Mr Rodda said he suspected Evergrande was not pursuing a “deliberate strategy”.

“I think the company is probably holding its breath and doing what it can to meet its liabilities,” he said.

“I think it shows the business stress and precariousness that comes with defaults.

“My strongest suspicions would be that the money (used for repayments) could be tied back to either central or provincial authorities.

“They would be the most stable source of liquidity for the company and have the ability, not to mention the incentive, to ensure the company meets its commitments.”

But he said that if that were the case, there was a “duplicity” at play.

“China’s authorities do not want to look like they are bowing to a large, bloated, ruthless private company by helping them,” he said.

“At the same time, they cannot afford panic in their financial system or volatility in their markets caused by liquidity shortages or, worse, a cascade of defaults in the real estate market.

“This type defines the likely endgame for Evergrande – a type of controlled crash where contagion is limited and does not spill over into the broader financial system or lead to a property crash.”

Mr Rodda said a “total collapse” of Evergrande would be “terrible” for global financial markets, including Australia, because “while it may not pose a systemic risk to the global financial system, it would create great stress, market volatility and a tremendous” slowdown of the Chinese economy ”.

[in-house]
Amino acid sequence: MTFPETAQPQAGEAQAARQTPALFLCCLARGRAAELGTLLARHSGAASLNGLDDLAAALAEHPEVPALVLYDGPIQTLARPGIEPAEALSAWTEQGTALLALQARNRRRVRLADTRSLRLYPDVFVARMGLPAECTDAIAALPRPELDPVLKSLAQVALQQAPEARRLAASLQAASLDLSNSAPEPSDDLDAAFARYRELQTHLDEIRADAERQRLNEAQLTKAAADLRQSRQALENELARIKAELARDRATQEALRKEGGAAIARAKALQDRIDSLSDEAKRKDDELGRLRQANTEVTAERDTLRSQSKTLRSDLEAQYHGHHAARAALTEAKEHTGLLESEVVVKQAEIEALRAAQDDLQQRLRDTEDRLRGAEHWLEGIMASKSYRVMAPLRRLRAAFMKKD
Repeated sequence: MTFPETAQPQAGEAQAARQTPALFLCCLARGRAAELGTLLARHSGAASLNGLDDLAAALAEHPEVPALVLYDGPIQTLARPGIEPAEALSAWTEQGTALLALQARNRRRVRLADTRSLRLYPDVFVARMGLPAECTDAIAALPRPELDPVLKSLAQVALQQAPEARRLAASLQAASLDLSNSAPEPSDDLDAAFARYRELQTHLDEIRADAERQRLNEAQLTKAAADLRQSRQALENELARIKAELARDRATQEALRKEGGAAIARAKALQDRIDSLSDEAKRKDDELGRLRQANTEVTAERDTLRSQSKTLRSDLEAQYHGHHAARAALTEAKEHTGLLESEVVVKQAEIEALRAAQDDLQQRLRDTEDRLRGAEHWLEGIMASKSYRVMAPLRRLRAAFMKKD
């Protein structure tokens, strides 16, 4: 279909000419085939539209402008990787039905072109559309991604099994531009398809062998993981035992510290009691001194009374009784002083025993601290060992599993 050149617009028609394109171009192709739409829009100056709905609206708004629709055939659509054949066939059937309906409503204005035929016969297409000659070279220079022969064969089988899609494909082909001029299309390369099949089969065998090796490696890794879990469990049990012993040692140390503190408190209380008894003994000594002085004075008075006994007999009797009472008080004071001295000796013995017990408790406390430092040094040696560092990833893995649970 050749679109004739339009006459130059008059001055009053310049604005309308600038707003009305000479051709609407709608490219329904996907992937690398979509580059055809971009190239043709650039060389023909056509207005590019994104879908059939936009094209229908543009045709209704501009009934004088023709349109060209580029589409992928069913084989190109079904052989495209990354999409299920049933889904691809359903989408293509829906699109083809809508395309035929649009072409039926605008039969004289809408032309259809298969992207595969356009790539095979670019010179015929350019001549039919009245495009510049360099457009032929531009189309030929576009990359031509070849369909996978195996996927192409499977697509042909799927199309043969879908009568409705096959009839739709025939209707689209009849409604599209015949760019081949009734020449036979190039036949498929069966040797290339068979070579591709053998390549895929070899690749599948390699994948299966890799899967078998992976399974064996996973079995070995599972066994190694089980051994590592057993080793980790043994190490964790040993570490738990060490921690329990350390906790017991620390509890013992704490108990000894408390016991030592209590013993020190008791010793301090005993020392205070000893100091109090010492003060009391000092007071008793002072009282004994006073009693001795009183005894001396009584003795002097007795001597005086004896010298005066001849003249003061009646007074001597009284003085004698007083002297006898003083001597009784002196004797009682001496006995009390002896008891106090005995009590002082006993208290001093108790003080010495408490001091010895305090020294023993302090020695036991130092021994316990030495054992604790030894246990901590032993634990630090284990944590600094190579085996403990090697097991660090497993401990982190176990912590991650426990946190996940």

“The more likely outcome is a slow bailout that will shrink the company to size under pressure from central government and sell its assets to more stable institutions,” he predicted.

“At this point, the question arises, how much is it slowing China’s growth as real estate activity falls, construction activity then slows and demand for raw materials falls?

“That would put a considerable strain on the Australian economy because it would lead to a decline in the demand for steel and thus iron ore.”

China’s “risks” for the global economy

And as yet another sign of the growing seriousness of the Evergrande fiasco, the US Federal Reserve confirmed this week that China’s ailing real estate industry could have a significant impact on America.

“Given the size of China’s economy and financial system, as well as its extensive trading relationships with the rest of the world, financial crises in China could weigh on global financial markets by worsening risk sentiment, pose risks to global economic growth and the United States,” it said in an update on US financial system.

Crisis “hardly over”

While Evergrande’s final miracle at the eleventh hour was welcome news, Bloomberg stressed that “the crisis in Asia’s largest junk bond issuer is hardly over”.

It has been reported that two holders of other dollar bills sold by Evergrande also failed to receive payment for coupons officially due on Saturday but now have a 30-day grace period.

And there is growing evidence that the chaos is spreading as “a number of other developers, after years of debt-driven expansion, have also found themselves in distress taking action against speculation and debt,” with the “contagion” now spreading to other parts of credit is expanding market.